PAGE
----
“No hoof, no horse” is an axiom all horsemen know well. If a horse has a hoof problem, it’s going to affect performance, no matter how fit and healthy the horse.
Despite the importance of a horse’s feet, sales companies do not list feet X-rays in their “required views” for the repository. Required views, as specified by “Keeneland Repository Digital Requirements for 2018 September Yearling Sale,” are 38 radiographs (horses of racing age) or 36 radiographs (all other horses) showing specific aspects of the knees, fetlocks, hocks, and stifle, taken within 21 days prior to the sale. The most common issue buyers look for in joint X-rays is a defect in the cartilage, osteochondritis dissecans (OCD).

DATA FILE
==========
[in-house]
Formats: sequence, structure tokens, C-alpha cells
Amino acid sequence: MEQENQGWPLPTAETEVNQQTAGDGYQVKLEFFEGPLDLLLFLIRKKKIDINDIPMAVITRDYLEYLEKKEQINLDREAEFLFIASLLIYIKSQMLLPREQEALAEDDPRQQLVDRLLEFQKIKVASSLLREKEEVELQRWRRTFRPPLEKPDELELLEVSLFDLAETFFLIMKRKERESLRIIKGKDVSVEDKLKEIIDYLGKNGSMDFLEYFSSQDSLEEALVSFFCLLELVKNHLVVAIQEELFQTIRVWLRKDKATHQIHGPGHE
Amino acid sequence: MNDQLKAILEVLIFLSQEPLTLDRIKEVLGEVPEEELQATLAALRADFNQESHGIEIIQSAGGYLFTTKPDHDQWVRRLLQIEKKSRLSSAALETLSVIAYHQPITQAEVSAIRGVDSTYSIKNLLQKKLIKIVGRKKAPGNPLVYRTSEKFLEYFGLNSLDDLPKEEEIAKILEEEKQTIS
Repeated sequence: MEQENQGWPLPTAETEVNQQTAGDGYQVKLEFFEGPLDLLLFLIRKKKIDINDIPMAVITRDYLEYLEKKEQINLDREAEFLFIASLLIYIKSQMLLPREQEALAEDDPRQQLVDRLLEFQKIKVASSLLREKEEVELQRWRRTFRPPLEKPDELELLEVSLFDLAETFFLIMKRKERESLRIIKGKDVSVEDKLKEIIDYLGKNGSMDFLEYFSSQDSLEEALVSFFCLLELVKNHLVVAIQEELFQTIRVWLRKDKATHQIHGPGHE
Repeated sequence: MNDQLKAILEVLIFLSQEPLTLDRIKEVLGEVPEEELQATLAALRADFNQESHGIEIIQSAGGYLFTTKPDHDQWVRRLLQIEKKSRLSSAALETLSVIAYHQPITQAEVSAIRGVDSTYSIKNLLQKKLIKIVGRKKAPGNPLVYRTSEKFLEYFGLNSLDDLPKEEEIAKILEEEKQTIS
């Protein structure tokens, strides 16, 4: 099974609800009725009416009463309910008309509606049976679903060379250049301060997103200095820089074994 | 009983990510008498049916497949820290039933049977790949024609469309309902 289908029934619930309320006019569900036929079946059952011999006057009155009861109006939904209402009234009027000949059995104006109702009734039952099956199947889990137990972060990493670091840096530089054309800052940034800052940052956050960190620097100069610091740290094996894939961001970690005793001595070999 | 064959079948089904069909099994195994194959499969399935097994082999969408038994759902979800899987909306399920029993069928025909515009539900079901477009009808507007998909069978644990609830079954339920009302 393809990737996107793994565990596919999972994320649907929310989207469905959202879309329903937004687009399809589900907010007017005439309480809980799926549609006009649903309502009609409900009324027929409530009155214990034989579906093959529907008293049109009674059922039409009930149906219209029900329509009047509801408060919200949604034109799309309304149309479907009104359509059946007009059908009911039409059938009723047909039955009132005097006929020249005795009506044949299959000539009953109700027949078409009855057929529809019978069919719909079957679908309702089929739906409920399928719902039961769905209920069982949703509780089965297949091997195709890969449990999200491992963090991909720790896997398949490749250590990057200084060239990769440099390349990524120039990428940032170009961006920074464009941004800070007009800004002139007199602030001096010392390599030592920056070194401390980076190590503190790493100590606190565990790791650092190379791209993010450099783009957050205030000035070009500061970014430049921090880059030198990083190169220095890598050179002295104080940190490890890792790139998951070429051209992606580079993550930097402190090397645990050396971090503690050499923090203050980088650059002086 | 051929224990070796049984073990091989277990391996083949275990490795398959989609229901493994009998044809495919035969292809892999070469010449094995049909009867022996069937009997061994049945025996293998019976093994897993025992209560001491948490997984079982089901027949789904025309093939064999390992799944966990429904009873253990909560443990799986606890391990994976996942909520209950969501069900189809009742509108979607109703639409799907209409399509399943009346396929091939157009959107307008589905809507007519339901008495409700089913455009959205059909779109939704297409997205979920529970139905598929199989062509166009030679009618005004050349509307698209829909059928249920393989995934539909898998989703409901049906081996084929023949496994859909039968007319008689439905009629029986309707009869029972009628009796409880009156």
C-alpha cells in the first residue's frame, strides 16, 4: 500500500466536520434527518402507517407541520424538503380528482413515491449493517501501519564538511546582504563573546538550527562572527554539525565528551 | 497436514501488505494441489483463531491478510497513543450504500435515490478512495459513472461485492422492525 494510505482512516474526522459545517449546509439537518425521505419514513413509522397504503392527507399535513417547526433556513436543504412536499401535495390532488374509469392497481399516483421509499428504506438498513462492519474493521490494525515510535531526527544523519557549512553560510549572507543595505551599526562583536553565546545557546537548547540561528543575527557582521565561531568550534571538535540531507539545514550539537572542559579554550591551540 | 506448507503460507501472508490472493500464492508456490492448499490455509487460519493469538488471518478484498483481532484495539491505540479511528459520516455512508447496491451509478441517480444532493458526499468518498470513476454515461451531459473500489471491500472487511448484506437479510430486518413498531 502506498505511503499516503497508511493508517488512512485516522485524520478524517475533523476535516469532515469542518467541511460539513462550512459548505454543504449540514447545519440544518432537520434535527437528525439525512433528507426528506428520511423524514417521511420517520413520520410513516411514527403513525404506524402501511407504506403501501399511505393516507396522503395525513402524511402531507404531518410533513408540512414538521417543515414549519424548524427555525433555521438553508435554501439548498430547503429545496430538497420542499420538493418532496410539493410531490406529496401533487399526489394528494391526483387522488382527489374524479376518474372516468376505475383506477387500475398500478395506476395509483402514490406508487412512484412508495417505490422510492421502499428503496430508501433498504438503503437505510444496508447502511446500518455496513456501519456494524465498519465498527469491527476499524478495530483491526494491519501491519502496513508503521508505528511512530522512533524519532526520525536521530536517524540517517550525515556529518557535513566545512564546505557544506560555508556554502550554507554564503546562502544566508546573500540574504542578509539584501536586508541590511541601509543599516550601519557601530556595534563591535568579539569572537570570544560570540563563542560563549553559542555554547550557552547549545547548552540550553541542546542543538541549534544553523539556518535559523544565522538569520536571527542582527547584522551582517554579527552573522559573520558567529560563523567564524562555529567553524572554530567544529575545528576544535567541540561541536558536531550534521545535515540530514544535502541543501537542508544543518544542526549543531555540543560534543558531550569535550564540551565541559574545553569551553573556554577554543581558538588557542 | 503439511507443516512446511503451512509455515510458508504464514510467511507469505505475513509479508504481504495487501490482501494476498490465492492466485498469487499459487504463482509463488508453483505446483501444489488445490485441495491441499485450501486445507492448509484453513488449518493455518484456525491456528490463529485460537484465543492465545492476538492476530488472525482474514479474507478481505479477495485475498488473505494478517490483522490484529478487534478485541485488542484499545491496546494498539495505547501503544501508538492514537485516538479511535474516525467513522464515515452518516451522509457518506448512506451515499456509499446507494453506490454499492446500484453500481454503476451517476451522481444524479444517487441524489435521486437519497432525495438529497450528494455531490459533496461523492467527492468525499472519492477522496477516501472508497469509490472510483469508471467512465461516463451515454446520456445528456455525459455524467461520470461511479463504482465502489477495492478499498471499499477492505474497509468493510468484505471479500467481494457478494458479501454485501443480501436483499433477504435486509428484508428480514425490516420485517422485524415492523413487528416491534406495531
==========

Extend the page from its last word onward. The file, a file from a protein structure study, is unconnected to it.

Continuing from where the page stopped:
In horses purchased to race, past trauma to the hoof such as a chip or a fracture may not make the horse lame at auction, but it could become an issue once the horse is in training. Broodmares with chronic hoof conditions could require costly special treatments to keep them comfortable, with the threat of the condition possibly worsening with each pregnancy, limiting their reproductive years.